Reduce Sound Levels In Less Than A Minute

Okay, I will admit, the title may be a tad bit leading.  The fact is, it can be done.  I speak to customers almost daily who are struggling with the noise levels produced from open pipe blowoffs.  With Noise Induced Hearing Loss (NIHL) a significant problem among manufacturing workers, reducing the noise form compressed air can be a simple solution and contribute toward reducing overall noise exposure levels. Many of these calls and emails revolve around reducing these exact noise levels, sometimes the open pipes have existing threads on them to install the solution immediately.

To reduce these noise levels, we need to simply reduce the amount of energy that is being expelled through the pipe. How do we do this you might ask?  The use of an air nozzle will reduce the energy being dispersed from an open pipe.  This will result in lower air consumption as well as lower sound levels while actually increasing velocity as the pipe will maintain higher operating pressures. Be cautious about the air nozzle you choose, however, they are not all created equal. EXAIR’s engineered air nozzles are among the quietest and most efficient air nozzles available.

Family of Nozzles

What size pipes can we fit nozzles to?  That’s a great question.  We have nozzles that range from a 4mm straight thread all the way up to 1-1/4″ NPT thread.  This also includes nearly any size in between especially the standard compressed air piping sizes.  For instance, a 1/4″ Sched. 40 pipe that has 1/4″ MNPT threads on it can easily produce over a 100 dBA noise level from 3 feet away.  This can easily be reduced to below 80 dBA from 3′ away by utilizing one of our model 1100 Super Air Nozzles.  All it takes is a deep well socket and ratchet with some thread sealant.

This doesn’t just lower the sound level though, it reduces the amount of compressed air expelled through that open pipe by creating a restriction on the exit point.  This permits the compressed air to reach a higher line pressure causing a higher exit velocity and due to the engineering within the nozzle, this will also eliminate dangerous dead-end pressure and complies with OSHA standard 29 CFR 1910.242(b).

Easy Install

All in all, a 30-second install can make an operator’s work station considerably quieter and potentially remove the need for hearing protection.  If you would like to discuss how to lower noise levels in your facility, contact us.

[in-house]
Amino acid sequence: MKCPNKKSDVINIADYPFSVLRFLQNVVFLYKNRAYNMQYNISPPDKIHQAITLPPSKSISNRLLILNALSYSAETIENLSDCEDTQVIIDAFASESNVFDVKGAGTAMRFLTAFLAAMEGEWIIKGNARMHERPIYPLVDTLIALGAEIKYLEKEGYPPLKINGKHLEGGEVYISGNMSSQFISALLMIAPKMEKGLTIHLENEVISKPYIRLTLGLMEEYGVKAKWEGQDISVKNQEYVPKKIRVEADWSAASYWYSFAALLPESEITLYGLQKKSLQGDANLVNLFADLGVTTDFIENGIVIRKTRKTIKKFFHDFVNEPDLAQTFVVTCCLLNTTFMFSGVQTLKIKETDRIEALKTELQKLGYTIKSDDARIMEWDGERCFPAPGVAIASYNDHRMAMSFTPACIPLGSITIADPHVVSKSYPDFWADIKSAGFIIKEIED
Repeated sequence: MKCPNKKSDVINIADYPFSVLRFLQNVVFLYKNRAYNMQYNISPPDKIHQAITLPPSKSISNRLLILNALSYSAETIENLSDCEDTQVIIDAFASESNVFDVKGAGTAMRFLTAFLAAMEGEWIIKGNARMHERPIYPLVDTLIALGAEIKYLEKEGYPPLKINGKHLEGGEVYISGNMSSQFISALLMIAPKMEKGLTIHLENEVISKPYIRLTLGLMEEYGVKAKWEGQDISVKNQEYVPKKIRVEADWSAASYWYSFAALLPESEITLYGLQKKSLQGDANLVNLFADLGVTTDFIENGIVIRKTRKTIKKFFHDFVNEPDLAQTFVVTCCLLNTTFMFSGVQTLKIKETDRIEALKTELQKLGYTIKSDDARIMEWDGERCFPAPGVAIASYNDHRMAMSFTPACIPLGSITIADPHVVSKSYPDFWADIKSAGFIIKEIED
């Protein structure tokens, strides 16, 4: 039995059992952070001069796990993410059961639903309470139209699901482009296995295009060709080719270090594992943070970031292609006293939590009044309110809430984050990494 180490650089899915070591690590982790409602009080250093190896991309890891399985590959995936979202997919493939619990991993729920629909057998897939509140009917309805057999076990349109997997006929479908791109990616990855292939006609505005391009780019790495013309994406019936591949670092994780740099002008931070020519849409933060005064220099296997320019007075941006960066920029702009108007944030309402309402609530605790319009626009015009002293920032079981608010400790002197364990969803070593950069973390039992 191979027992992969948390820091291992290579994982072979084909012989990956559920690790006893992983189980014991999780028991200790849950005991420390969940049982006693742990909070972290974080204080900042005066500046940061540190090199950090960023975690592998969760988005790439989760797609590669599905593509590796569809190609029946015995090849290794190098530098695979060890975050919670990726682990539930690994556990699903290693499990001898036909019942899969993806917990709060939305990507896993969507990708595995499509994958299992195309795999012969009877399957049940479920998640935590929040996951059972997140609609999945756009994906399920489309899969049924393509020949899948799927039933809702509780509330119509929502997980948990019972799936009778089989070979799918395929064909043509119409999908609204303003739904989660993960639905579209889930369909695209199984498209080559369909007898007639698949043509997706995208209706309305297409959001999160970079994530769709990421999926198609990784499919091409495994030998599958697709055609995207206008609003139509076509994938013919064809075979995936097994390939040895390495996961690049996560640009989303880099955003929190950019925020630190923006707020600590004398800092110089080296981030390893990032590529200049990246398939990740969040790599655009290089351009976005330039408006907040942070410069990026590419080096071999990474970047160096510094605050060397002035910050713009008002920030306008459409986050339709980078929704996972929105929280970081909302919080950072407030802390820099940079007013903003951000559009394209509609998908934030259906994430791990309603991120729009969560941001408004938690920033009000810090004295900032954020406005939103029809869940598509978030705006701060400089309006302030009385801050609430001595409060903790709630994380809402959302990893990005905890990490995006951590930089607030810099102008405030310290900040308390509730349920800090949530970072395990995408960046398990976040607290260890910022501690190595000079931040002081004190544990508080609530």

Brian Farno
Application Engineer
BrianFarno@EXAIR.com
@EXAIR_BF

Torque Values and Tapered Threads – Do They Go Together?

IMG_20200202_155004_377.jpg

Over the past few weeks, I have been working on various cars in the garage with some good friends. We generally get together and help each other out to make the jobs go easier as well as help each other learn more about keeping our family’s vehicles safe and even helping out some others that don’t have the means to work on their own vehicles. Throughout these repairs, we always end up in some type of discussion over something fairly technical. Sometimes it is the proper installation of a part such as take the bolts to snug, back them out, then torque to half the total torque value, back off again, then finally tighten to the complete torque.

We also share different ways of doing the jobs, such as how to lessen the amount of hot oil you are about to pour all over your hand, or how to get that rusted bolt out without a torch and without breaking it. One discussion that comes up quite frequently is torque specs and then the torque spec for a tapered thread.

In case you were not aware, the NPT or BSPT (male) inlets on EXAIR products are both a tapered thread. Tapered threads are generally used on pipe fittings under pressure to seal better and provide a secure engagement. When comparing this to a standard bolt, or straight thread, one is generally accustomed to receiving a torque spec on just how tight to get the fitting or threaded product. For example, the 1/4-20 bolts used in our Super Air Knives are torqued to 7.5 ft-lbs. in order to properly seal the cap, shim, and body together. These are straight threads and thus a torque spec is often driven by the material, size, and thread of the bolt. Torque on tapered threads such as NPT or BSPT fittings is not as easy to find, and not really reliable.